Stanford School of Medicine

Surgical Pathology Criteria

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Papillary Adenoma


  • Benign renal cortical neoplasm with papillary/tubular pattern measuring ≤1.5 cm

Diagnostic Criteria

  • Among renal cell neoplasms, the term adenoma is reserved for those with a papillary or tubular pattern
    • No equivalent benign lesion is recognized for clear cell, chromophobe, collecting duct or medullary carcinomas
  • All of the following criteria must be fulfilled
    • Must have only papillary or tubular architecture
      • May not have clear or chromophobe cells
        • All such lesions should be considered carcinomas
    • May be no larger than 1.5 cm
      • Any larger lesion should be considered carcinoma
    • Must be low grade cytologically
      • WHO/ISUP nuclear grade 1 or 2
        • Any higher grade lesion should be considered carcinoma
      • Absent to inconspicuous nucleoli
      • Stippled to clumped chromatin
      • Mitotic figures very rare
    • Microscopically localized but not encapsulated
      • May be multiple
        • If numerous, consider adenomatosis
          • Generally >50 in reported cases, but number required is not well defined
          • Significance is not well characterized
      • May have an irregular interface with surrounding tissue
        • No desmoplastic response
  • Lining cells usually small with scant pale cytoplasm
  • Psammoma bodies and foamy macrophages may be seen
  • Similar changes in lining of Bowman capsule termed "adenomatoid metaplasia of Bowman capsule"
  • A definitive diagnosis of adenoma is not recommended for needle biopxy specimens
    • Partial encapsulation and nucular grade heterogeneity cannot be ruled out

Kurt Schaberg MD
John P Higgins MD
Robert V Rouse MD
Department of Pathology
Stanford University School of Medicine
Stanford CA 94305-5342

Original posting:: January 24, 2011
Last revision November 1, 2016

Supplemental studies


  • Most cases positive for racemase, vimentin, EMA, P504S, CK7 and both low and high molecular weight keratins

Genetic Study

  • Changes similar to those of papillary carcinomas (Kovacs 1991)
    • Trisomy 7/17 and loss of Y chromosome

Differential Diagnosis

Papillary Renal Cell Carcinoma Papillary Adenoma
>1.5 cm diameter Papillary lesion ≤1.5 cm REQUIRED
May have any nuclear grade Nuclear grade 1 or 2 REQUIRED

Conventional Clear Cell Renal Cell Carcinoma Papillary Adenoma
No size cutoff for clear cell tumors Papillary lesion ≤1.5 cm, clear cells not permitted
May be high or low grade Must be no higher than grade 2
CK7, AMACR/racemase/P504S neg to focal CK7, AMACR/racemase/P504S pos

Two types of renal cell carcinoma are associated with end stage renal disease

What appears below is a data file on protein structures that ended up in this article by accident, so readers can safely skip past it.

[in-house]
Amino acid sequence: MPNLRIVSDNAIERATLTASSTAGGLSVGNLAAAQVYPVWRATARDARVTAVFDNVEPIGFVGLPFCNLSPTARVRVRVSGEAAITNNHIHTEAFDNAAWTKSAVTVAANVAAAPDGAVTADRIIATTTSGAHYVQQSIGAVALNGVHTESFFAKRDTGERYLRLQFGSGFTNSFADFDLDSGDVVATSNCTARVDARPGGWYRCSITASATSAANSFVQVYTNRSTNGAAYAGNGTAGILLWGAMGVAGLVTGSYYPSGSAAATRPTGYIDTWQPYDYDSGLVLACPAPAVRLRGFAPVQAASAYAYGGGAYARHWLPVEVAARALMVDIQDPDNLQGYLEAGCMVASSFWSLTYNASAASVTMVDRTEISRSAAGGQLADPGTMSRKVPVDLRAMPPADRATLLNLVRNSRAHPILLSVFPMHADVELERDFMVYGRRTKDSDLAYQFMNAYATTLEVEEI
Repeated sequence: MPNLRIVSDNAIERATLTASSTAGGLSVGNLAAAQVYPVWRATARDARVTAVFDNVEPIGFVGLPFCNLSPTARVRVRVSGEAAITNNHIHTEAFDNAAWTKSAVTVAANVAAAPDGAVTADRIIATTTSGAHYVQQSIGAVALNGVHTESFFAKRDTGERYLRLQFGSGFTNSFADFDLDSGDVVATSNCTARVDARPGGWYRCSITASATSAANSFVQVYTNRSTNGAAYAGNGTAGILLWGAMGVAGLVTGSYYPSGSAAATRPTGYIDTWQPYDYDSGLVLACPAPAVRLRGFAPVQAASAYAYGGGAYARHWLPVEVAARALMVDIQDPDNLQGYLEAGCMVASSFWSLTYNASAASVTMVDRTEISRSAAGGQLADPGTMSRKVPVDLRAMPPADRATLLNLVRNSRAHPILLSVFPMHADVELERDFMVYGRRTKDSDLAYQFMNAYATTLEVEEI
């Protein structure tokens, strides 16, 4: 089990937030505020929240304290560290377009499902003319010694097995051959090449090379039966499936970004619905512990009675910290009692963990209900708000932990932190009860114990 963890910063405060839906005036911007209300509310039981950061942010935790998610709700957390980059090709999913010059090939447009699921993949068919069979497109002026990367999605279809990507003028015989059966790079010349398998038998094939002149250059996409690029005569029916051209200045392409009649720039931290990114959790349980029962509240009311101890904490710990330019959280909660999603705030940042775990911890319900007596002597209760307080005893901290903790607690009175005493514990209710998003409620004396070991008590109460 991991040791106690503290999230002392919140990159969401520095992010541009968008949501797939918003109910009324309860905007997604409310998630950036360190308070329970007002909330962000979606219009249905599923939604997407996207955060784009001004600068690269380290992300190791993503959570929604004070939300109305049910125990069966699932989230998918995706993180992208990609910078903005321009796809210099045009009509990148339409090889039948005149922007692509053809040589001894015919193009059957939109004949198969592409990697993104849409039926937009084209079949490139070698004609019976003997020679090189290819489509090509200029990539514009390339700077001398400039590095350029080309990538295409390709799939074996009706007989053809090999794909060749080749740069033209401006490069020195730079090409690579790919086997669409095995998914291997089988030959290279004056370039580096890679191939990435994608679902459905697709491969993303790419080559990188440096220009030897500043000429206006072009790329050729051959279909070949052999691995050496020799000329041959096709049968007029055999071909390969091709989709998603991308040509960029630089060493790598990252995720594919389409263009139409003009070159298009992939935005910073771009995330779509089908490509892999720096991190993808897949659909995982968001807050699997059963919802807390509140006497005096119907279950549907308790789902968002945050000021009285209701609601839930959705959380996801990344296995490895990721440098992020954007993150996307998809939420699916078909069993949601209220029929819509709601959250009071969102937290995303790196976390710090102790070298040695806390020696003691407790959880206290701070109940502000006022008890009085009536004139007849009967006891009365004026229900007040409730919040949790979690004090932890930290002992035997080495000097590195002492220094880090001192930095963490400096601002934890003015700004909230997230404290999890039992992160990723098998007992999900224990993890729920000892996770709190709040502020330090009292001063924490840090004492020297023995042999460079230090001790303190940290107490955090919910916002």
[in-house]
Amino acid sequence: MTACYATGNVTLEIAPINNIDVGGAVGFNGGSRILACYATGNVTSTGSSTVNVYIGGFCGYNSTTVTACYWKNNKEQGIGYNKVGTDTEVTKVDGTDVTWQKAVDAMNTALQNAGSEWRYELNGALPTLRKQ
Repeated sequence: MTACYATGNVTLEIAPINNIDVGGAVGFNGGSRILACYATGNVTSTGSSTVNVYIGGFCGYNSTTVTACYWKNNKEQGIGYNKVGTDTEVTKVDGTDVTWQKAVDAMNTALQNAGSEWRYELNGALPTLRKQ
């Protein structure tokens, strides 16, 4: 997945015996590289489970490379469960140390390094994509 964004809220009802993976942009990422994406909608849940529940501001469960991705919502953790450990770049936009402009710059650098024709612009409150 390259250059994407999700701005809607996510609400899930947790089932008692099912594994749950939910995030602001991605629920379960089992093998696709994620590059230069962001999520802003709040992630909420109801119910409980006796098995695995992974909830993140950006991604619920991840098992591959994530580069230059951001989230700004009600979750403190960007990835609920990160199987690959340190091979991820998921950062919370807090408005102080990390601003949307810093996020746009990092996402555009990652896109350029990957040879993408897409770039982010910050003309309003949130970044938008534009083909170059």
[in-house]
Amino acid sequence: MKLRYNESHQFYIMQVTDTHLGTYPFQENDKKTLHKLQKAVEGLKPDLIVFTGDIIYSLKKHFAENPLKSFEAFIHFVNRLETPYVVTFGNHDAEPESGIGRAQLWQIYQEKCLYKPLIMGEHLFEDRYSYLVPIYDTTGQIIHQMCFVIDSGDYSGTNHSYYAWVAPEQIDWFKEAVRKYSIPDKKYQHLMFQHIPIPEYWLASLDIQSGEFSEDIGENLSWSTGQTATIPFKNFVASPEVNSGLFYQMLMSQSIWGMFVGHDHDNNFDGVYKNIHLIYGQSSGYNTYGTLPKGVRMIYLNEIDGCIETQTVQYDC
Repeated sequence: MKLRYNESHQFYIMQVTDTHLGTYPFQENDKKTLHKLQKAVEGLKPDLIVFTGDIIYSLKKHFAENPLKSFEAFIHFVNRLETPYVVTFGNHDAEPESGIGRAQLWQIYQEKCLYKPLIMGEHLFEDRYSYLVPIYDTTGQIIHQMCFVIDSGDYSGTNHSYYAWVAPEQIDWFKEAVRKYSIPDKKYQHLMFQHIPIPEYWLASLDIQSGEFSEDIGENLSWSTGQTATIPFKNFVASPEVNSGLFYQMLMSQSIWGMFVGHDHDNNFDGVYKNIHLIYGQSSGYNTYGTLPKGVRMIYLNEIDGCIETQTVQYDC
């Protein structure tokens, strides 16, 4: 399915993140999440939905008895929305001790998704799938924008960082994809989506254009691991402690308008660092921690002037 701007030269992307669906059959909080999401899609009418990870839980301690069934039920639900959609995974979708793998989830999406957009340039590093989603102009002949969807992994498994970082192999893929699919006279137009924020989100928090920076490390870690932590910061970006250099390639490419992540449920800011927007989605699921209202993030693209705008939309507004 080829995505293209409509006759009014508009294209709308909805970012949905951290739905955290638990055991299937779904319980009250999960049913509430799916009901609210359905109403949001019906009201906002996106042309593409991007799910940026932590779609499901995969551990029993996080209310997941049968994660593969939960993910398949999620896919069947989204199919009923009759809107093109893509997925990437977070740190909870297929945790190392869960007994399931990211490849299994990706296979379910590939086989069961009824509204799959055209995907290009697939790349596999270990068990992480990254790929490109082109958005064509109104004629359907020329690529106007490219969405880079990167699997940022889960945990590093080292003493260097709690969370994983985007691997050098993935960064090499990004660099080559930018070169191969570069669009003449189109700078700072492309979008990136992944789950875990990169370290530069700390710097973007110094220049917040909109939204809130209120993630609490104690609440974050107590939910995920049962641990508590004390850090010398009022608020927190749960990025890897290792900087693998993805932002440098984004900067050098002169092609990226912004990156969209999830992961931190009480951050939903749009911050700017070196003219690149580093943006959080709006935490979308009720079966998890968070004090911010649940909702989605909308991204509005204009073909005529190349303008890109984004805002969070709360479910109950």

• One is composed of cells with clear cytoplasm, the other of cells with high grade nuclear features
    • Neither feature is permitted in renal adenomas

Grading / Staging


  • Does not apply as these are benign neoplasms
    • However, by definition they have grade 1 or 2 nuclei
    • WHO/ISUP grading system for clear cell and papillary renal cell carcinomas
    • Grade 1 Nucleoli are absent or inconspicuous and basophilic at 400x magnification
      Grade 2 Nucleoli are conspicuous and eosinophilic at 400x and visible but not prominent at 100x
      Grade 3 Nucleoli are conspicuous and eosinophilic at 100x
      Grade 4 Extreme nuclear pleomorphism, multinucleate giant cells, and/or rhabdoid and/or sarcomatoid differentiation



  • Does not apply


  • Frequently encountered lesions
    • 20-40% of kidneys at autopsy with increasing age
    • Increased frequency with end stage renal disease, especially with aquired cystic disease
    • Increased frequency in kidneys containing papillary carcinoma
  • Benign if strictly defined
  • Virtually all clinically silent and discovered incidentally

Classification / Lists

Renal epithelial neoplasms


  • Murphy WM, Grignon DJ, Perlman EJ. Tumors of the Kidney, Bladder and Related Urinary Structures, Atlas of Tumor Pathology, AFIP Fourth Series, Fascicle 1, 2004
  • Moch H, Humphrey PA, Ulbright TM, Reuter VE eds. World Health Organization Classification of Tumors. Pathology and genetics of tumors of the Urinary System and Male Genital Organs, 4th edition,. IARC Press: Lyon 2016..
  • Störkel S, Eble JN, Adlakha K, Amin M, Blute ML, Bostwick DG, Darson M, Delahunt B, Iczkowski K. Classification of renal cell carcinoma: Workgroup No. 1. Union Internationale Contre le Cancer (UICC) and the American Joint Committee on Cancer (AJCC). Cancer. 1997 Sep 1;80(5):987-9.
  • Kovacs G, Akhtar M, Beckwith BJ, Bugert P, Cooper CS, Delahunt B, Eble JN, Fleming S, Ljungberg B, Medeiros LJ, Moch H, Reuter VE, Ritz E, Roos G, Schmidt D, Srigley JR, Störkel S, van den Berg E, Zbar B. The Heidelberg classification of renal cell tumours. J Pathol. 1997 Oct;183(2):131-3.
  • Kovacs G, Fuzesi L, Emanual A, Kung HF. Cytogenetics of papillary renal cell tumors. Genes Chromosomes Cancer. 1991 Jul;3(4):249-55.
  • Wang KL, Weinrach DM, Luan C, Han M, Lin F, Teh BT, Yang XJ. Renal papillary adenoma--a putative precursor of papillary renal cell carcinoma. Hum Pathol. 2007 Feb;38(2):239-46.
  • Mallofré C, Almirall J, Campistol JM, Andreu J, Cardesa A, Revert L. Acquired a study of 82 nephrectomies in young patients. Clin Nephrol. 1992 Jun;37(6):297-302.
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